The two walked down the sidewalk, cutting through Cera City’s shopping district to pick Maray up from the orchestra hall. Throngs of shoppers and diners jostled them as they pushed their way through the crowds. Cera’s winter was approaching quickly, giving the crisp evening air a bite of unseasonable cold, a warning of things to come.
Neither was wearing more than a standard school uniform. Although many other schools across Cera had already adopted thermaweave or holoclothing, the academy Kayto and Ava attended remained firmly committed to the hot and itchy in the summer and cold and drafty in the winter synthetic uniforms from hell, despite being one of the top academies in the city. Something about tradition or, more likely, the Principal was getting a kickback from his friends at the uniform shop for forcing his pupils to purchase obsolete overstock.
“Here, take this,” said Kayto, steeling himself against the nip in the air and unwrapping his scarf from his neck. Although he knew she’d deny it if he brought it up, Kayto could see the shiver that ran down Ava’s spine every time the wind blew.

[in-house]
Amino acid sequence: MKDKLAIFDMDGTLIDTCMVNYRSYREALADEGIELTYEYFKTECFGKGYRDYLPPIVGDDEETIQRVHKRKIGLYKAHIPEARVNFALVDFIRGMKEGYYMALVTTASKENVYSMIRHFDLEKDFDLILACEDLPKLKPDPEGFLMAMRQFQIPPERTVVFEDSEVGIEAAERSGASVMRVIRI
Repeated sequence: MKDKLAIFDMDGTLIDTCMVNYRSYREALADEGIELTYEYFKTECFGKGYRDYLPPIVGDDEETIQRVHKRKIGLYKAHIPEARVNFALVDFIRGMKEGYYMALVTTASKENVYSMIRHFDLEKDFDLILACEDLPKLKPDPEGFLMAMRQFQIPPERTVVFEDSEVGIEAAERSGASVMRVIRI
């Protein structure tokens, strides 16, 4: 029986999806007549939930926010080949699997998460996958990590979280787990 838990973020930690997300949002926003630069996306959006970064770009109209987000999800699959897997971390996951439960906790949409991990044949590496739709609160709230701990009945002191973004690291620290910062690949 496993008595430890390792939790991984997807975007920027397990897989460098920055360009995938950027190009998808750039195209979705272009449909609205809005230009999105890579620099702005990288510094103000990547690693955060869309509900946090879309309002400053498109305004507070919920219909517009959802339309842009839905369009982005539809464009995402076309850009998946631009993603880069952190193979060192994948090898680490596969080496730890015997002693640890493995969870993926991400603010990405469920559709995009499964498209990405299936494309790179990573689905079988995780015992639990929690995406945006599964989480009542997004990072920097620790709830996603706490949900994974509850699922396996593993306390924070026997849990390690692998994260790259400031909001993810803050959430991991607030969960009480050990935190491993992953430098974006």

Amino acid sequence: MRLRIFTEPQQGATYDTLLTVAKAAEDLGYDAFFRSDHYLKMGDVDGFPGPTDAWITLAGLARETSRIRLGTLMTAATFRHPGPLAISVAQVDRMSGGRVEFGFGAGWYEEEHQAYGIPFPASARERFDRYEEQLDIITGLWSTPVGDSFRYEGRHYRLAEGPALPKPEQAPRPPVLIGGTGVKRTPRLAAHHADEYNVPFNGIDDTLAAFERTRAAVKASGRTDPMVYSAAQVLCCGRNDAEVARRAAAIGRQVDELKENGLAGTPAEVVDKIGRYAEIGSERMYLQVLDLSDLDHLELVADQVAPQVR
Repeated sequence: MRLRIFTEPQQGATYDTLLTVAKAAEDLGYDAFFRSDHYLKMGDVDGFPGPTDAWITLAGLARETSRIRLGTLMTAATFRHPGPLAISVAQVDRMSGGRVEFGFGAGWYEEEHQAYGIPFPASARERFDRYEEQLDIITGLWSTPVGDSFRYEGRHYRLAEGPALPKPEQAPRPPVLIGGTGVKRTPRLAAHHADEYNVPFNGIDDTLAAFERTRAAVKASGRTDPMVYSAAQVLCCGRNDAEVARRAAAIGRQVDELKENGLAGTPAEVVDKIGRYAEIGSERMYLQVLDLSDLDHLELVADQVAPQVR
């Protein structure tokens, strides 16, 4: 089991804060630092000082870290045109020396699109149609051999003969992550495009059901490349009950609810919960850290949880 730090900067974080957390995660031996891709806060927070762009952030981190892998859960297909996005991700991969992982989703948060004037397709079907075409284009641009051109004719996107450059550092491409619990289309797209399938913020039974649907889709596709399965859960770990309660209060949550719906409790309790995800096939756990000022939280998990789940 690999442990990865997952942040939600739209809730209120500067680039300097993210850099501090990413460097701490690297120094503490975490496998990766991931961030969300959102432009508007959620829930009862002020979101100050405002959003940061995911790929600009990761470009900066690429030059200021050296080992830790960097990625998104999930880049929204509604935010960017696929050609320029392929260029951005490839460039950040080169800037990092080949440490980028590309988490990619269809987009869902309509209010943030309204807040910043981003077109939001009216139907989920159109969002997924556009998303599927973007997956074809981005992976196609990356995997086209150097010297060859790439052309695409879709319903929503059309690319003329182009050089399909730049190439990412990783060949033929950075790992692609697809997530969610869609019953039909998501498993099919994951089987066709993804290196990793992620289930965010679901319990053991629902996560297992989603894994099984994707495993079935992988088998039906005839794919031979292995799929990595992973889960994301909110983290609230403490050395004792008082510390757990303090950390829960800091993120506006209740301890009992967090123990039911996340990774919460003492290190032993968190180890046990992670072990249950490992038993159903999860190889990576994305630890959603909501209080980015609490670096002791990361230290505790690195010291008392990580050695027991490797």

Ava looked at Kayto’s offering for a moment before crossing her arms resolutely and powering forward. “Don’t need it.”
“Don’t be like that,” Kayto said, wrapping his scarf around her neck messily as she rolled her eyes. “It makes you look stuck up.”
“Mmou…” Ava sighed as he pulled back before adjusting the scarf and tying it neatly, burying her nose into the fabric. “…thanks.”
“…yeah…” Kayto turned a little pink on the cheeks, the cold air suddenly seeming a little less bitter.
Ava kept her gaze firmly forward, turning a little pink in the cheeks herself and grateful that Kayto’s own embarrassment seemed to be keeping him from noticing her own. Unbeknownst to Kayto, she breathed in deeply, allowing the scent of his scarf to sooth a frayed nerve or two.
“So…” Kayto looked at her sideways. “Have you figured out what you want to do after graduation yet?”
“Not really.” Ava’s voice was quiet as she kept her gaze firmly on the sidewalk.
“Oh.” Kayto scratched his head. It was very unlike Ava not to have a plan of action. “Well… tell me once everything’s decided, OK?”
Kayto exhaled, watching a plume of vapor rise into the night air. The two walk in silence for a block before he tries to strike up conversation again. “It’s going to be tough without you, Pres. The school’s going to miss you.”
Ava looked at him critically, not buying it for a moment. “Hardly.”
“Well the first part’s true,” said Kayto with a weak smile.